Club
&opal
7 East 52nd Street
A Rr.ntau.rant nf Dint hint inn
Open for Dinner and Supper
Edward Davis
and his orchestra
MannRoment
A. BORGO
^ Fhone 0770 i'lasa,
I . !
' ? ,
$^??QO I
ROUND wLm
TRIP jfta
Washington I
Baltimore ra
SUNDAY, NOVEMBER 5 E9
RFFI'IAI. TRAIN I.KAVF.S H jNew
Yerh (Panna Ste.) 17.10 V, DH
8tof>pln? at Newark, F.lltabeth H9
and New Brunswick
Arrives Raltlmnrr . ft.04 A. M WtM
Washington 6.10 A. M.
Returning Leaves K'ftl
Washington L.'I.Vfc
Baltimore ... &M(? ?1 sJI
Tkkets meets RrtisysrsredietaMarstMi P *
nrSIMILAS EXCURSIONS ft-Mlsvs. ImM
W Pennsylvania if
System
Ths Beats ?t the 0f??W-,,. .Ucn.us. V
\ .
LLOYD GEORGE MAY
FORCE A REAL FIGH1
Angered by Conservatives
Breaking Understanding
as to Nominations.
RAIDING LIBERAL FOLI
Retaliation by Naming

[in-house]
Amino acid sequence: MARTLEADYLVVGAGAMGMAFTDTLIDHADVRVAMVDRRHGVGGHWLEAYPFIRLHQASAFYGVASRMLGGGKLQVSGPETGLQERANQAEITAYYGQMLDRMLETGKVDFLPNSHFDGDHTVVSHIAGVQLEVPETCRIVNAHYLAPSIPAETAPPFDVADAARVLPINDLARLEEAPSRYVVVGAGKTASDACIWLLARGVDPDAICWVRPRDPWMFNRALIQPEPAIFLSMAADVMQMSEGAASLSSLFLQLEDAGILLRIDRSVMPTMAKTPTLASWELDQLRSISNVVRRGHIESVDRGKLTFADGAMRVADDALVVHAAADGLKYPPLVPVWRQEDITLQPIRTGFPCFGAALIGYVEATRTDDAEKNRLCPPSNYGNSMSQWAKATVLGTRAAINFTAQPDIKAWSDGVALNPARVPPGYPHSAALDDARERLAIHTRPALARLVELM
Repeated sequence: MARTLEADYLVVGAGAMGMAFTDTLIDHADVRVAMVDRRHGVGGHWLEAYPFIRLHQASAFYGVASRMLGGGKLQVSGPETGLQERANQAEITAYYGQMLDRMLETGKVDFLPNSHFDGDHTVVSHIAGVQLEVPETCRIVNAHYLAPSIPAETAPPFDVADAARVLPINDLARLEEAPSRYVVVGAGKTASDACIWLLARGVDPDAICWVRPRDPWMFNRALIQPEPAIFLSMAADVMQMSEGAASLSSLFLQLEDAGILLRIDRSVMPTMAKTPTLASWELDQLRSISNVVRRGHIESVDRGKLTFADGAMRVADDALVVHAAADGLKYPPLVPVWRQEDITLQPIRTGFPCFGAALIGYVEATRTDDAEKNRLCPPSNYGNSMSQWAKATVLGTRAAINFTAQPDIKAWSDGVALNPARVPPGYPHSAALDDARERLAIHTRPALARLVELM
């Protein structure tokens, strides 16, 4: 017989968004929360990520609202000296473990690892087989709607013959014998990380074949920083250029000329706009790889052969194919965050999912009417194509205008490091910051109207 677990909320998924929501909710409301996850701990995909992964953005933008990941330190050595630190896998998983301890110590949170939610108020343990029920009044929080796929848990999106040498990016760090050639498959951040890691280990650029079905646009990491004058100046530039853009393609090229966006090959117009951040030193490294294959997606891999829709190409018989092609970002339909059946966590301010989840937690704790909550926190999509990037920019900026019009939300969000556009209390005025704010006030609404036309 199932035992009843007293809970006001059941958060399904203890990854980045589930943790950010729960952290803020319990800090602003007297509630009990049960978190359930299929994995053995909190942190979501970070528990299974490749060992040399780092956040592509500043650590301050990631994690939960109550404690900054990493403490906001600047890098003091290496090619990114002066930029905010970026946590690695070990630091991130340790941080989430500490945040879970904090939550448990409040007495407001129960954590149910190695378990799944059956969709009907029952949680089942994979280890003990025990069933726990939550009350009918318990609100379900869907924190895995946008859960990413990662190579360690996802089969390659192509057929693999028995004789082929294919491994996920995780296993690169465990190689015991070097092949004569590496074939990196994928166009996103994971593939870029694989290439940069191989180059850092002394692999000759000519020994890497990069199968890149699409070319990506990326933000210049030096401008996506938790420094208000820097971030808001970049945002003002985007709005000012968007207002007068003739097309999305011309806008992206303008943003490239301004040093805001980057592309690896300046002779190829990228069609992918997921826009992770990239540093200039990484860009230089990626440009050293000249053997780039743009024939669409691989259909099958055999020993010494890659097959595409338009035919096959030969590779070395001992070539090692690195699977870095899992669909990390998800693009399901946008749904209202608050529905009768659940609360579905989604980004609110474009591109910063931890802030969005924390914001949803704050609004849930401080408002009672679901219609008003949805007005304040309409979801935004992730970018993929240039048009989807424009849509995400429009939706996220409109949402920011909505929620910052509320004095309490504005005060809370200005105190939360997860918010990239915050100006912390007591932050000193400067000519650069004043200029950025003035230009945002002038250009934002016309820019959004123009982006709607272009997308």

n J J x _ J? TT _ x
uiHuiuiues ior unionist
Seats Threatened.
CRITICIZE BONAR LAW
Some of His Own Followers
Feel He Is Too Mild?
Beaverbrook Busy.
Special Cahle to Thi New Yoajc Hbbai.d.
Copyright, 1022, by Tub New Yokk Hbiald
New York Herald Bureau, )
I.ondon, Oet. 30. (
Lloyd George may attempt to regain
the Premiership, and the general election
may develop into a real fight
His headquarters announced to-nighl
that if the Conservatives continued tc
nominate candidates, as they have In
constituencies considered safely Lloyd
Georgian, the National Liberals would
retaliate and the fight would r6all>
be on.
"We have been proceeding actually
under the old coalition agreement,*
one of the party managers put it tonl
rrVtf "Mr. T.lnvH *C??Orflr?,R Wholf
case, as he has admitted himself, is
th^t a party was isn't the thing foi
the country at this time. There is n<
pact, it is true, but we have been foi
lowing the same lines as before, nomi
nating candidates only for the seati